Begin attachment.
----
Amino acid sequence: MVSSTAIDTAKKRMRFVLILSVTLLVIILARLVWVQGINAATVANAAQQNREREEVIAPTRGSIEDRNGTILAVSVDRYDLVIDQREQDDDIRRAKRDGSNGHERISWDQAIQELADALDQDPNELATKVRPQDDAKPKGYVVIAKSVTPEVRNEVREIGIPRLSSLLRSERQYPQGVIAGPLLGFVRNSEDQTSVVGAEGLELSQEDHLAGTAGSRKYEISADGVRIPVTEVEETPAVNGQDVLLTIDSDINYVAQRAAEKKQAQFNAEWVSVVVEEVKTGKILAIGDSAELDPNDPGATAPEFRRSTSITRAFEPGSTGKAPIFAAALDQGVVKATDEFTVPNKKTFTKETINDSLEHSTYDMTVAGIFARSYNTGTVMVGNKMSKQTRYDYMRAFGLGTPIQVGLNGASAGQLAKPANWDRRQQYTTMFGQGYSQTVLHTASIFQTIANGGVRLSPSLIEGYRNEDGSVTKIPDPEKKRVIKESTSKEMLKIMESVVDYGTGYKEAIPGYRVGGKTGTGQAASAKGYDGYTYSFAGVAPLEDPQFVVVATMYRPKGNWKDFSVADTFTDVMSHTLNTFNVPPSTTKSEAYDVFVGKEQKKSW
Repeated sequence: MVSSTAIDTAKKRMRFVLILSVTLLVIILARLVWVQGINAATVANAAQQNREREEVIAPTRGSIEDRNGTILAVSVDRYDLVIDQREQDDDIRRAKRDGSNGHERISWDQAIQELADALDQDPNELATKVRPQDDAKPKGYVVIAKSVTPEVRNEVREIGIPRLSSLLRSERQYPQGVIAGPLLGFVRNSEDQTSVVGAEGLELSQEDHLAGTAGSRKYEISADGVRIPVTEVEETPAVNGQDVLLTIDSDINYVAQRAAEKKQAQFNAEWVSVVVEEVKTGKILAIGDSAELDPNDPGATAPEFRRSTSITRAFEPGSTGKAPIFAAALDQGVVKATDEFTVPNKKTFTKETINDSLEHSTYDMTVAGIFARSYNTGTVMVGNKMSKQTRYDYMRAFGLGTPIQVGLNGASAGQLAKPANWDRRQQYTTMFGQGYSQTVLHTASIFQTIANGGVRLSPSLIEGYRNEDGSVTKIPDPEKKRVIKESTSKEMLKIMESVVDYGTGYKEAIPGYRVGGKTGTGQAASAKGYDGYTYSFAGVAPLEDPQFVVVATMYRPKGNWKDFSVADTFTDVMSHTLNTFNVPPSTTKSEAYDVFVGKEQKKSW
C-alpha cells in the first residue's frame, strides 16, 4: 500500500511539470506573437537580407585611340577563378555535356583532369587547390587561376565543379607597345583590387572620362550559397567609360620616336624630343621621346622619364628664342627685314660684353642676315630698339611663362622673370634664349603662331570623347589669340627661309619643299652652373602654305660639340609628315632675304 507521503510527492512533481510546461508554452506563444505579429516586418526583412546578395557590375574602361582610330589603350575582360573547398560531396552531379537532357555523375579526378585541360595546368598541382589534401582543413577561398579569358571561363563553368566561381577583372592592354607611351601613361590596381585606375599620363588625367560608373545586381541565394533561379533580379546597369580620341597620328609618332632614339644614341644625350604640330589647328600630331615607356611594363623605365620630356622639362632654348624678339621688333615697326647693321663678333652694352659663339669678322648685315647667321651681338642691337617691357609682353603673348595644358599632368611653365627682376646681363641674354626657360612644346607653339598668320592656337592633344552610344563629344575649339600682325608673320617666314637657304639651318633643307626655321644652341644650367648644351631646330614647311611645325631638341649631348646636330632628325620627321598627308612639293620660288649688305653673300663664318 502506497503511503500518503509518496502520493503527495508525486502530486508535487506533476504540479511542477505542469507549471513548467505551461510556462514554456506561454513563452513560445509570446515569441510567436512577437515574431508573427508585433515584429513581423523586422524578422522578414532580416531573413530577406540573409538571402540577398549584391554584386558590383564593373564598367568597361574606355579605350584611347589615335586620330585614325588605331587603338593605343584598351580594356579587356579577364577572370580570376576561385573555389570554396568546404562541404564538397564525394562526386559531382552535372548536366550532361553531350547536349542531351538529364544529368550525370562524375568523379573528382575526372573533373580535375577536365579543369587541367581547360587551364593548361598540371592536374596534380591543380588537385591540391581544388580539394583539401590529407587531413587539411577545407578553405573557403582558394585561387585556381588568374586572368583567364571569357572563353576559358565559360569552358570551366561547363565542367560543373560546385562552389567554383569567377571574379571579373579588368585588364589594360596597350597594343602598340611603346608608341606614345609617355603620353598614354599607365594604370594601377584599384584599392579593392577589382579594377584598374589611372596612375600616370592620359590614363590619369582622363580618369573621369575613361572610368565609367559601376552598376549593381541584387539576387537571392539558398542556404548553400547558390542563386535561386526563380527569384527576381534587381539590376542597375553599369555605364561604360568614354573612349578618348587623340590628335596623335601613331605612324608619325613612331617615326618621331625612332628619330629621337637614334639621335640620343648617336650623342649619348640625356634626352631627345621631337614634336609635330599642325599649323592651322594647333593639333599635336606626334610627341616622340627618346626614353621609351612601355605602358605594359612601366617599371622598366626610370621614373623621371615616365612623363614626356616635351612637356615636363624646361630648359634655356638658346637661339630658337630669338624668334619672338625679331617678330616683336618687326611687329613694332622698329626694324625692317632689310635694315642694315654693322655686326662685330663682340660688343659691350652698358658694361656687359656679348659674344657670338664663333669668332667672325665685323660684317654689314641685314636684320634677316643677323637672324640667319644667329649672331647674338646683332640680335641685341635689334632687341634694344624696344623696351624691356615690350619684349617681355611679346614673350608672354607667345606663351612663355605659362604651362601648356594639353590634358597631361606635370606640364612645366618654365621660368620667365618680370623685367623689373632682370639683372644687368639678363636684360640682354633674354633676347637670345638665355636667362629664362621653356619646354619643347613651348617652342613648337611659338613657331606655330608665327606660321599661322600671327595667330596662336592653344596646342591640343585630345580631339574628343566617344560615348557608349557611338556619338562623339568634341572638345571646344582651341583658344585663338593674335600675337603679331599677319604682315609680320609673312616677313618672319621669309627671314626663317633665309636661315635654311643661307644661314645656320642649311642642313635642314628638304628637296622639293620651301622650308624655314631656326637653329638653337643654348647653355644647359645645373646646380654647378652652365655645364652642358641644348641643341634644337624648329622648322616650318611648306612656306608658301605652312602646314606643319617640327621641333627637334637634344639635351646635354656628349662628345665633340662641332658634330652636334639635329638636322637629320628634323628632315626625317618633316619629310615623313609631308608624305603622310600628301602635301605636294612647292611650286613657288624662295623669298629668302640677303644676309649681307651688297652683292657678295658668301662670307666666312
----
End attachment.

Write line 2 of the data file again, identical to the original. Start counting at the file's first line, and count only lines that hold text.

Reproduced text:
Repeated sequence: MVSSTAIDTAKKRMRFVLILSVTLLVIILARLVWVQGINAATVANAAQQNREREEVIAPTRGSIEDRNGTILAVSVDRYDLVIDQREQDDDIRRAKRDGSNGHERISWDQAIQELADALDQDPNELATKVRPQDDAKPKGYVVIAKSVTPEVRNEVREIGIPRLSSLLRSERQYPQGVIAGPLLGFVRNSEDQTSVVGAEGLELSQEDHLAGTAGSRKYEISADGVRIPVTEVEETPAVNGQDVLLTIDSDINYVAQRAAEKKQAQFNAEWVSVVVEEVKTGKILAIGDSAELDPNDPGATAPEFRRSTSITRAFEPGSTGKAPIFAAALDQGVVKATDEFTVPNKKTFTKETINDSLEHSTYDMTVAGIFARSYNTGTVMVGNKMSKQTRYDYMRAFGLGTPIQVGLNGASAGQLAKPANWDRRQQYTTMFGQGYSQTVLHTASIFQTIANGGVRLSPSLIEGYRNEDGSVTKIPDPEKKRVIKESTSKEMLKIMESVVDYGTGYKEAIPGYRVGGKTGTGQAASAKGYDGYTYSFAGVAPLEDPQFVVVATMYRPKGNWKDFSVADTFTDVMSHTLNTFNVPPSTTKSEAYDVFVGKEQKKSW